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We live in exciting times where we can create masterpieces with the Arduino and marvels with the Raspberry Pi. Where we can use technology as a canvas to create things that amaze and amuse our friends and family. Wouldn't it be great if we could take the same technology that has been the staple of rocket scientists and put it in our creative arsenal? Without the need tobecome a rocket scientist or the headache of learning a new programming language like VHDL/Verilog.

Why can't we just draw up the circuits that we want to use? With the right software and circuit libraries we can! Let's put a full circuit lab on a chip, pair it with an easy to use Arduino-Compatible chip, and sprinkle in a generous helping of debugging tools.

Our dream is to take the hardcore out of FPGA (Field Programmable Gate Array) and make it an amazing tool that anyone can use for creative technology projects.

Just like the Arduino team simplified C++ programming, we simplify FPGA design by providing easy to use drag and drop circuit libraries. We believe that drawing circuits will result in an amazing outpouring of creative FPGA projects!

We start with the Arduino IDE (Integrated Development Environment) and supercharge it by adding circuits into the mix. We bring all of the pieces needed to draw and debug your very own circuits in one place. It's an easy and seamless user experience that we call Papilio DesignLab for use with both Windows and Linux.

Want to get into more complex circuits? DesignLab includes the ZPUino Soft Processor with a Wishbone bus, providing greater speed and flexibility than the Arduino-Compatible chip. A Soft Processor runs inside the FPGA and uses the Wishbone bus to make it easy to connect peripheral circuits, such as UARTs, PWMs or SPI masters. Making your own Soft Processor with just the right mix of peripheral circuits is known as a SOC (System On Chip) design. With DesignLab you can draw your SOC designs in minutes!

Create SOCs with ten serial ports, or a PWM on every pin, or something exotic like classic Atari and Commodore audio chips connected at the same time. The sky is the limit, you can create things that don't exist anywhere else!

DesignLab Circuit Library

Drawing circuits can only accomplish so much without a library of circuits (known as cores) to do the heavy lifting. Our goal is to provide the framework for anyone to write a core that can be wired into a circuit.

We want to seek out the best open source circuits on the interwebs and convert them to a dead simple schematic library. The internet is absolutely full of open source circuits; just take a look at sites like OpenCores.com. You will find everything from classic audio chips to stepper motor controllers. All of these amazing circuits are within our reach when converted to schematic form and included with DesignLab IDE!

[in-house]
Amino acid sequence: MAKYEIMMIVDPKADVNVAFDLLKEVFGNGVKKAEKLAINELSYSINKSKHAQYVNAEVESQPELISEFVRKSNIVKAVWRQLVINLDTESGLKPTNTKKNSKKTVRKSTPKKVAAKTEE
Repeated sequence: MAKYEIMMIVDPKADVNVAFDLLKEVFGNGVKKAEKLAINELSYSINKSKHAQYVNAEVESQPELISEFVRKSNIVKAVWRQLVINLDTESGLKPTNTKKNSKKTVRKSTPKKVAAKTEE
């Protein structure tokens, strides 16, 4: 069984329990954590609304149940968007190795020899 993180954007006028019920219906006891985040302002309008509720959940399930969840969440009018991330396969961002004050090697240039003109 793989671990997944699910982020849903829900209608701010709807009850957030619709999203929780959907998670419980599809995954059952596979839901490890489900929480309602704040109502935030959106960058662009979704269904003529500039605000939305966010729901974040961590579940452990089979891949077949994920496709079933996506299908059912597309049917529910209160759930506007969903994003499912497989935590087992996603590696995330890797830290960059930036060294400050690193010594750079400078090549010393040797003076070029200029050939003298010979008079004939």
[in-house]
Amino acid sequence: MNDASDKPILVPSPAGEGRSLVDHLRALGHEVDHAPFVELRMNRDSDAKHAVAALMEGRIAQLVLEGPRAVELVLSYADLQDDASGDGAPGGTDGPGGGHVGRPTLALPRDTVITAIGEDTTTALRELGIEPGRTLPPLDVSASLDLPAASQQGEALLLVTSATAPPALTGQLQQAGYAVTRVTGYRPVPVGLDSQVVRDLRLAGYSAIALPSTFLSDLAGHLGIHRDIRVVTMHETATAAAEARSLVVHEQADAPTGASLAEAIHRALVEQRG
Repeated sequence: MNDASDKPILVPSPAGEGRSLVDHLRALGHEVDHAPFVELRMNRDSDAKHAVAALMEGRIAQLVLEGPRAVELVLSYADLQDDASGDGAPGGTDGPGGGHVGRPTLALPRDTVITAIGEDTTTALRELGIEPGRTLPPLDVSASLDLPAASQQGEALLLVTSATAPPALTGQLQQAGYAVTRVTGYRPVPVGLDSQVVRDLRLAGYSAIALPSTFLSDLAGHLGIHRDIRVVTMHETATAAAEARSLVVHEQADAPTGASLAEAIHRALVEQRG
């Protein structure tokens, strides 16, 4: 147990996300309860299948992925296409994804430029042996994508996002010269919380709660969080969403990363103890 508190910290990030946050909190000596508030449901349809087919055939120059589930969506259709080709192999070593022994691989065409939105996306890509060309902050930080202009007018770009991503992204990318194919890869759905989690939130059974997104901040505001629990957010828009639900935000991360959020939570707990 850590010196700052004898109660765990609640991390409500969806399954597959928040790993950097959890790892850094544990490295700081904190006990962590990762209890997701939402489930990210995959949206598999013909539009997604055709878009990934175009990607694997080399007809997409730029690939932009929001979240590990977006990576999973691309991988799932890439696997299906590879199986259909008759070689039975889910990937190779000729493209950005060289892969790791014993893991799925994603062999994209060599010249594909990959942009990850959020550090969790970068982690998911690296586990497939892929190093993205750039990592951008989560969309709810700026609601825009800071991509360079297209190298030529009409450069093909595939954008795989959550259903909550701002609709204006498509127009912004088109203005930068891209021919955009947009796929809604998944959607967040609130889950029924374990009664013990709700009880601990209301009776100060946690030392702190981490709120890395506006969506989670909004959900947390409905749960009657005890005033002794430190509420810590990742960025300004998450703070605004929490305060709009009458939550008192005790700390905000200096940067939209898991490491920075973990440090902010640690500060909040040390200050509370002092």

What's New in Version 1.0.8   See changelog

Released

DesignLab 1.0.8 - 2017.01.04
[DesignLab Libraries]
    -Added a new Video Audio Player example.
    -Fixes for RetroCade Synth libraries.

  • DesignLab 1.0.7 - 2015.06.16
  • [ide]
  • -Fix problem with saving a new project and then having to save again when opening library.
  • -When opening Logic Analyzer project there is now an option to load a LA bit file to the FPGA.
  • -LA icon added to menu bar.
  •  
  • [DesignLab Libraries]
  • -Benchy Logic Analyzer library updated with 16 and 32 Channel circuit symbols.
  • -SmartMatrix RGB Panel Library added. (Color Correction not enabled.)
  • -RGB Panel circuit symbol and wing symbol added.
  • -1-Pixel Pacman working with SmartMatrix RGB Panel library.
  • -Animated GIFs working with SmartMatrix RGB Panel library.
  • -Add Wing buses to ucf files.
  • -Gameduino library fixed and fully working again.

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On linux ext file system, where capitalization matters, the Xilinx ISE project file circuit/PSL_Papilio_One_250K.xise has Upper case 'K', but the link in designLab the "New DesignLab Library" sketch template has " sketchdir://circuit/PSL_Papilio_One_250k.xise" with a lower-case 'K'. This results in an error when you invoke ISE by clicking on that link. Are these names coming from hardware/zpuino/zpu20/boards.txt? If so, other entries seem to have similar problems with .bit, .sch, and etc. files. Similar things happens with the .bit file. In the case of the .bit file, there's a default blank library already under the correct name, papilio_one_250k.bit. So when you think you're loading your circuit which is created under Papilio_One_250K.bit, the blank circuit is getting loaded. It took me some time to figure this out.

I found, in the forum which I hadn't searched until now, others reporting similar problems as well.

After spending so many hours jumping over these hurdles, I was finally able to use ZPUino with a wishbone peripheral of my own creation. Although I am complaining on usability and stiff learning curve, Papilio and DesignLab are still great stuff! Great Job, Jack!

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